Is Cocaine Addiction Hereditary?

Environmental factors such as stress and peer pressure are likely the reason that most people try cocaine for the first time. Although having a family member who uses cocaine may be one of those environmental factors, there is little evidence that there is an inherited component that will make someone use the drug initially. However, there is evidence of an inherited increase in the risk of addiction once an individual begins using cocaine.

Studies have found that the risk of addiction is greater when an individual has a family history of addiction. Also, studies of identical twins have suggested that the increased risk has a genetic component. This is true of addiction to many different substances, but cocaine is among the drugs in which the increased risk is greatest.

The exact genes that cause the increased risk have not been determined, and hundreds of different gene variations could be to blame. These genes may affect the way that nerve cells communicate with each other in the brain, or they may affect the brain’s response to neurotransmitter chemicals.

*The medical information we gather and publish is vetted and intended to be up to date, accurate and express a spectrum of recognized scientific and medical points of view. The information comes from a nucleus of informed scientists, medical doctors, peer-reviewed scientific journals and the National Institute of Health. Please note, differing points of view among scientists and physicians are common. Every effort is employed to ensure the accuracy of these different points of view. That notwithstanding, it is incumbent on persons using this information to consult with his/her physician before reaching any conclusions. Our medical information and publications are not intended to be a substitute for consultation with one’s physician.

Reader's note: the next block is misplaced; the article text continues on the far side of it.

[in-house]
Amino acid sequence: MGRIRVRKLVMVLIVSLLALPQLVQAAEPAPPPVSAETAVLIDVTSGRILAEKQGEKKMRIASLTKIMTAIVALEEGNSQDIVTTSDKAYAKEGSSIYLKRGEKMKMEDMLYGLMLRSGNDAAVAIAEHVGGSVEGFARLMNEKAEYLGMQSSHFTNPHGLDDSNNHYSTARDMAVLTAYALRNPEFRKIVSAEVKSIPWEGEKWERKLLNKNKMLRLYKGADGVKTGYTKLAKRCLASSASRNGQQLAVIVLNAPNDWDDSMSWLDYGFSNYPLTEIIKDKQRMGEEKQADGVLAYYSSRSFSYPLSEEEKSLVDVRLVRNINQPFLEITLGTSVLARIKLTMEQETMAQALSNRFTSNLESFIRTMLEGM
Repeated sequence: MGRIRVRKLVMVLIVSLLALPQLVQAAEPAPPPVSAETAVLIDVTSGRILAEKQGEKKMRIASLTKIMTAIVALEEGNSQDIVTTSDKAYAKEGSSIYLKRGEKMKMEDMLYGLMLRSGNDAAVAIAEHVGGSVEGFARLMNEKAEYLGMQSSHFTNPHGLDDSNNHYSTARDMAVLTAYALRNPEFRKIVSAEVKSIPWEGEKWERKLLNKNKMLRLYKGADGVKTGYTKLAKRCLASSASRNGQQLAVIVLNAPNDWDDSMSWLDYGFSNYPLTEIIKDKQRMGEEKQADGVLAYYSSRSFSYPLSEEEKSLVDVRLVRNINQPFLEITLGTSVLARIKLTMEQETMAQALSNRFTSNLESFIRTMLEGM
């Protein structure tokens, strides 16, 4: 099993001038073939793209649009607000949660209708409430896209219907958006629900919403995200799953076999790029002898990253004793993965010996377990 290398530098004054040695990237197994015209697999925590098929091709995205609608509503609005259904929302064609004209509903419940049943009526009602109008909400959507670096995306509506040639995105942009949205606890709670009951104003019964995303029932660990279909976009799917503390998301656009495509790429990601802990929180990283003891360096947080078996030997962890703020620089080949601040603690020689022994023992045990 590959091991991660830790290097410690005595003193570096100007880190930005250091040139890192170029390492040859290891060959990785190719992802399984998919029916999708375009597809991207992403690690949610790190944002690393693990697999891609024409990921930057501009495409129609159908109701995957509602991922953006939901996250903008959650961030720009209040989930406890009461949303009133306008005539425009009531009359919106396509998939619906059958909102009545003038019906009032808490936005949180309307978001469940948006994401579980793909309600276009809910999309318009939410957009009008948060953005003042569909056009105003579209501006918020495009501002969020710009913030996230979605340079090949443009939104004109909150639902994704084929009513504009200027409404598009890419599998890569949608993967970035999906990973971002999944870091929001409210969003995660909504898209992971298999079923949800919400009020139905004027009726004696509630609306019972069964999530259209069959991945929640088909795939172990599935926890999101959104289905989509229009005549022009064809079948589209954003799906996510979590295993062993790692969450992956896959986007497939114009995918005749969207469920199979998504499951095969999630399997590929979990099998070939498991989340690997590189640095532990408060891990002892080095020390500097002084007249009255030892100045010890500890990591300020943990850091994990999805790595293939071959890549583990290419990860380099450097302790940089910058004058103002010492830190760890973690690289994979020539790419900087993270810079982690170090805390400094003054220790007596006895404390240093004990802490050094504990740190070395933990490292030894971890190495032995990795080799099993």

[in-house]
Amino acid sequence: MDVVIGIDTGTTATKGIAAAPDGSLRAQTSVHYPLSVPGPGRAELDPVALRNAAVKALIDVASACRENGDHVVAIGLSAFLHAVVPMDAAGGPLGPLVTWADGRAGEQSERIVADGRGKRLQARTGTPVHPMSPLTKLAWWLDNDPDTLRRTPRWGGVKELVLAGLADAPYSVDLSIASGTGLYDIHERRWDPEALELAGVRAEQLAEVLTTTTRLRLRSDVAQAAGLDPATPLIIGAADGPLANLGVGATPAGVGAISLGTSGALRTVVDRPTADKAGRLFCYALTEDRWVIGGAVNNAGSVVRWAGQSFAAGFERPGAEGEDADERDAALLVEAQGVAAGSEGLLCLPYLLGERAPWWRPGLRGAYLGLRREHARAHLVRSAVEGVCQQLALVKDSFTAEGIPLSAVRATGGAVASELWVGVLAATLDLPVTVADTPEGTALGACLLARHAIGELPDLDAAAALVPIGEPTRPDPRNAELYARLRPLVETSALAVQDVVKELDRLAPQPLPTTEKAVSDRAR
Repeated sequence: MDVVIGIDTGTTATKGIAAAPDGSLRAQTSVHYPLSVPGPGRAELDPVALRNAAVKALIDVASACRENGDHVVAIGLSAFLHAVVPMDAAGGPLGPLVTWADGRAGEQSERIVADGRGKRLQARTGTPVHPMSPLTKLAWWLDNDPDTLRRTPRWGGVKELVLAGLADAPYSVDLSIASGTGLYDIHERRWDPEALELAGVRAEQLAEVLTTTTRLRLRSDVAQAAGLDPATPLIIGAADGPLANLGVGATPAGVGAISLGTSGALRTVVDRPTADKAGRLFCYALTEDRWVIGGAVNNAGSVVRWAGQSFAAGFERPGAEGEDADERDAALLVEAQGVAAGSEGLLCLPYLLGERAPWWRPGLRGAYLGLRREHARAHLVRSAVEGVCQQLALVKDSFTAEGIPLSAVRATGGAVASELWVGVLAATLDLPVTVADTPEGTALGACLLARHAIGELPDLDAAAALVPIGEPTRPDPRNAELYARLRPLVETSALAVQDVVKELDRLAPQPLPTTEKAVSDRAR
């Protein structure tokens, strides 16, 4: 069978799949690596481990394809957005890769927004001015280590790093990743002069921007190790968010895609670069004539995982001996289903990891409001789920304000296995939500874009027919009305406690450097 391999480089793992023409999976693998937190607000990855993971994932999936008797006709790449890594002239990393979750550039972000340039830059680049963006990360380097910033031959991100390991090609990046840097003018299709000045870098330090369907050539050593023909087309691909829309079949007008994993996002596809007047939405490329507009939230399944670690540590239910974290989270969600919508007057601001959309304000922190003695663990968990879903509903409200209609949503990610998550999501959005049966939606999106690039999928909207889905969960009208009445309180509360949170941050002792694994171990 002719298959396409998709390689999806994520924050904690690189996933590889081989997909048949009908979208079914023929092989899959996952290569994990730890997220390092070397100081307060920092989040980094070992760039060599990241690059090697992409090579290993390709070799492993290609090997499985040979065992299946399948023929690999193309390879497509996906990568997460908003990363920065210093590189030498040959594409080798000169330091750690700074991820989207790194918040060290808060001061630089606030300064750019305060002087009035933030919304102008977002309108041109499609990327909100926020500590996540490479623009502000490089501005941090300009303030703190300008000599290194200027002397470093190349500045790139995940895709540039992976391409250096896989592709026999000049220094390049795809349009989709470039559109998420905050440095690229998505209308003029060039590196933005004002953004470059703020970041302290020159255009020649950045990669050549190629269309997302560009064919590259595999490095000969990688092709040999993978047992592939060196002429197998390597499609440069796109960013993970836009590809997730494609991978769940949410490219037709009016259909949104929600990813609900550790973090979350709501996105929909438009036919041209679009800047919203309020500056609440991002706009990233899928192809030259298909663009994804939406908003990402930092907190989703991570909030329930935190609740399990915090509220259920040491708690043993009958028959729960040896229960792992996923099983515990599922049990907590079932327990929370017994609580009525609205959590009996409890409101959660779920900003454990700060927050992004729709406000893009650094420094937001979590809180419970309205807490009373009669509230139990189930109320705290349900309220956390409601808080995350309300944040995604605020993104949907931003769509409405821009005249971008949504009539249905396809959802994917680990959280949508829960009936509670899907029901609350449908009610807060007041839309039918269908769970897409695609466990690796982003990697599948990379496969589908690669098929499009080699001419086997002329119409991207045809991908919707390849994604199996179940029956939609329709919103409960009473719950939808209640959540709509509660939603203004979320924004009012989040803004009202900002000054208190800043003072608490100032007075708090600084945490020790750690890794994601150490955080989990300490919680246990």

How is Cocaine Addiction Detected?

Cocaine users will often expend great effort to hide their drug use and dependency. Spotting the problem early and encouraging the user to get treatment is the best way to head off the worst consequences of addiction.

Warning signs that a loved one may be abusing or addicted to cocaine include:

  • Nosebleeds or runny nose
  • Excitability or unusual talkativeness
  • Unexplained weight loss
  • Irritability or moodiness
  • Insomnia
  • Decreased appetite
  • Dilated pupils
  • Withdrawal from social situations
  • Secretive behavior
  • Unusual increase in confidence or optimism
  • Financial problems
  • Direct signs of drug use, such as white residue or chemical burns around the nose or mouth